Frequently Asked Questions


What is Online Behavioral Advertising (sometimes called "interest-based advertising")?

Online Behavioral Advertising (OBA) uses information collected across multiple websites that you visit to predict your preferences or infer interests and to show you ads that are more likely to be of interest to you based on those inferred preferences.

What is "personally identifiable information"?

Personally Identifiable Information (PII) includes name, address, telephone number, email address, financial account number, government-issued identifier, and any other data used or intended to be used to identify, contact or precisely locate a person.

What is "non-personally identifiable information"?

Non-Personally Identifiable Information (Non-PII) is information that is not used to identify, contact or precisely locate a particular individual. Used for OBA by NAI member companies, this data consists primarily of click-stream information (sites you have visited or links you have clicked) that is tied to a randomly generated anonymous user identifier.

Is PII used for OBA?

While it is possible to use PII for OBA, NAI member companies primarily use only non-PII. The NAI Code would require member companies to provide notice and to obtain consent prior to using PII for OBA.

What are cookies?

A cookie is information (a small text file) that a site saves to your computer using your web browser. Cookies make the personalization of your web experiences possible. For example, a cookie may allow sites to record your browsing activities - like what pages and content you've looked at, when you visited, and whether you clicked on an ad. Cookies can help sites remember items in your shopping cart, your log-in name, your preferences such as always showing the weather in your home town, or your high game scores. Other cookies may be placed in your browser by third-party advertising companies to help deliver the ads you see online. These "third-party cookies" may be used to “remember” parts of your online activities in order to deliver ads tailored to your interests. For example, if you read an article online about running, a cookie may be used to note your interest in running. As you continue to surf the web, you may see coupons to save money on running shoes. Learn more about cookies by reviewing our educational resources on cookies.

What are “third-party” cookies?

Cookies set by the websites you visit are typically “first-party” cookies. The sites you visit may work with ad networks or other service providers to help provide content or services, including advertising. Those partners also use cookies. But because these partners can only place cookies using their own web domains, they are called “third-party” cookies.

What are web beacons (sometimes called “pixels” or “web bugs”)?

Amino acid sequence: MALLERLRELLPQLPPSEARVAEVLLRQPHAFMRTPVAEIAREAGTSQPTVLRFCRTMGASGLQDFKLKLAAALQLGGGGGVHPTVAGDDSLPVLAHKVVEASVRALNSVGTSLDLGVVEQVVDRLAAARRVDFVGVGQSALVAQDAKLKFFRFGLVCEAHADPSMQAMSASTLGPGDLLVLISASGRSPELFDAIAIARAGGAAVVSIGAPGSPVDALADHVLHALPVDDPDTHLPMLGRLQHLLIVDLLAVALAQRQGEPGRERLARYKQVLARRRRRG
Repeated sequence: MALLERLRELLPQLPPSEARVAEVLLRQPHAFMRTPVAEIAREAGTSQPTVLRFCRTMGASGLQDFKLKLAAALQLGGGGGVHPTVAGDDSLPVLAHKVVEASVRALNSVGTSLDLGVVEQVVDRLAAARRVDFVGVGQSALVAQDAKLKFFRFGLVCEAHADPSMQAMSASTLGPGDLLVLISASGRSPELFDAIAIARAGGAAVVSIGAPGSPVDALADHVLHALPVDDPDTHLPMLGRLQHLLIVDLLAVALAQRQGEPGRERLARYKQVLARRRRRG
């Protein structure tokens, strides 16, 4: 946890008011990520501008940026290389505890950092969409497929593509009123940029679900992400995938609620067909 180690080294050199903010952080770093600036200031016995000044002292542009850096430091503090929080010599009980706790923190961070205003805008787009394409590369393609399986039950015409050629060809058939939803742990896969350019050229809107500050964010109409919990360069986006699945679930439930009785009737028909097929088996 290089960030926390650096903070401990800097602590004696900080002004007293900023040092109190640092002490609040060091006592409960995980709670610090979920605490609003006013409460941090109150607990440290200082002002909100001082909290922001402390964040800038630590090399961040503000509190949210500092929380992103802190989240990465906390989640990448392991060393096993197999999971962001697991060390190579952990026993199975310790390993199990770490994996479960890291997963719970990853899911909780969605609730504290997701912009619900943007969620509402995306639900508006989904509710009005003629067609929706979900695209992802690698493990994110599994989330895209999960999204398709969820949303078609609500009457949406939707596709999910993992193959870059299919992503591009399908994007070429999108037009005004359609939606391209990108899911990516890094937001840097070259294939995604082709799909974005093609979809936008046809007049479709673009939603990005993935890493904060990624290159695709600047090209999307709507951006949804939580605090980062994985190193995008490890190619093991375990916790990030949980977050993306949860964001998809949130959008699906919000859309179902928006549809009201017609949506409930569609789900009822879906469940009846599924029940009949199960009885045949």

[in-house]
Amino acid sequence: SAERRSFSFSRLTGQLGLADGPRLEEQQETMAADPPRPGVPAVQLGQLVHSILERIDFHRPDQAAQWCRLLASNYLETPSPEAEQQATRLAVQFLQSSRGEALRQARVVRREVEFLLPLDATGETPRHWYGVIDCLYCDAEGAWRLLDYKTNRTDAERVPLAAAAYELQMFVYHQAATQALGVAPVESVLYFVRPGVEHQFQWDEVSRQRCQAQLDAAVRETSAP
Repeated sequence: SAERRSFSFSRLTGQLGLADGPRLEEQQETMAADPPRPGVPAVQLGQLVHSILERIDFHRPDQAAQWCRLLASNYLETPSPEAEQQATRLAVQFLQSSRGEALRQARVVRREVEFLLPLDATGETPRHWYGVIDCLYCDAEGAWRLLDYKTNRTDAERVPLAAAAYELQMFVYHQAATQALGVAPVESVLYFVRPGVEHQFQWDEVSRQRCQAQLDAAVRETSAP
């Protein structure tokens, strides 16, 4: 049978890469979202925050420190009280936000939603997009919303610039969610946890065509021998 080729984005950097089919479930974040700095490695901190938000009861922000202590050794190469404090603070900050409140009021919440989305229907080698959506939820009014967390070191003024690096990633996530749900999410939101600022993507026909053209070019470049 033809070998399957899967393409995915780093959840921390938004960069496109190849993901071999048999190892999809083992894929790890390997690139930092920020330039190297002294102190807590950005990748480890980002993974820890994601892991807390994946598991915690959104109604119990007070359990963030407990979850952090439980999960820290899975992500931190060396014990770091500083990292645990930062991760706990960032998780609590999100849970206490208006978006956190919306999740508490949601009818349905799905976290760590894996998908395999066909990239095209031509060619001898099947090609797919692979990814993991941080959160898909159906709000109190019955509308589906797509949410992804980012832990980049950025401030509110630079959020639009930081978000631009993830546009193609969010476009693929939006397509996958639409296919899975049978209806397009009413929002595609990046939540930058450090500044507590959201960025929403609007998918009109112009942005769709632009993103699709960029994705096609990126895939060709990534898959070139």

Generally, a web beacon consists of a small string of software code that represents a graphic image request on a web page or email. There may or may not be a visible graphic image associated with the web beacon and often the image is designed to blend into the background of a web page or email. Web beacons can be used for many purposes - including site traffic reporting, unique visitor counts, advertising auditing and reporting, and personalization.

What types of companies are members of the NAI?"

Many of the banner ads displayed on web pages are not selected and delivered by the websites you visit, but by network advertising companies that manage and provide advertising for numerous unrelated websites. These companies, which we refer to as "third-party ad networks,” or “third-party ad companies,” join the NAI to signal their adherence to privacy best practices and to provide a means for consumers to opt out of OBA on the NAI website.

What choices do I have regarding online behavioral advertising?

Consumers have a variety of options available to customize their web experience regarding OBA, ranging from browser controls and add-on utilities to opt-out tools. Learn more about those options by checking out our educational resources here .

How do I know which NAI member companies have placed cookies on my computer?

The NAI opt-out tool automatically scans your computer to locate the ad targeting cookies of each of our member companies. Simply go to the opt-out page to check your system.

How does the NAI opt-out tool work?

First, the NAI opt-out tool reports which member companies have placed a cookie that can be used for OBA on your browser by checking for the presence of such cookies and reporting back whether it found any “active” cookies. Second, the opt-out tool allows you to set opt-out cookies for one or more NAI member companies. The tool does not delete individual cookies nor does it necessarily replace other cookies delivered by NAI companies, such as those that are used for ad reporting or ad serving purposes, that, for example allow advertisers to change the sequence of ads, as well as track the number of ads delivered.

Will I ever need to renew my opt-out choices or opt out again?

If you opt out of OBA by one or more NAI member company, that choice will be stored in “opt-out cookies.” The NAI requires that such opt-out cookies have a “lifespan” of at least 5 years. However, if you ever delete opt-out cookies from your browser (such as by clearing all cookies), buy a new computer, or change web browsers, you'll need to renew your opt-out choices. NAI member companies need to be able to read an "opt-out" cookie on your browser to know not to collect data for OBA purposes. We encourage you to return to the NAI opt-out page frequently to check the status of your opt-out choices, and, if desired, to opt out of OBA by member companies that may have joined the NAI after you last submitted your opt out choices. To help prevent the accidental deletion of your opt-out choices, click here to learn more about our opt-out protector utility.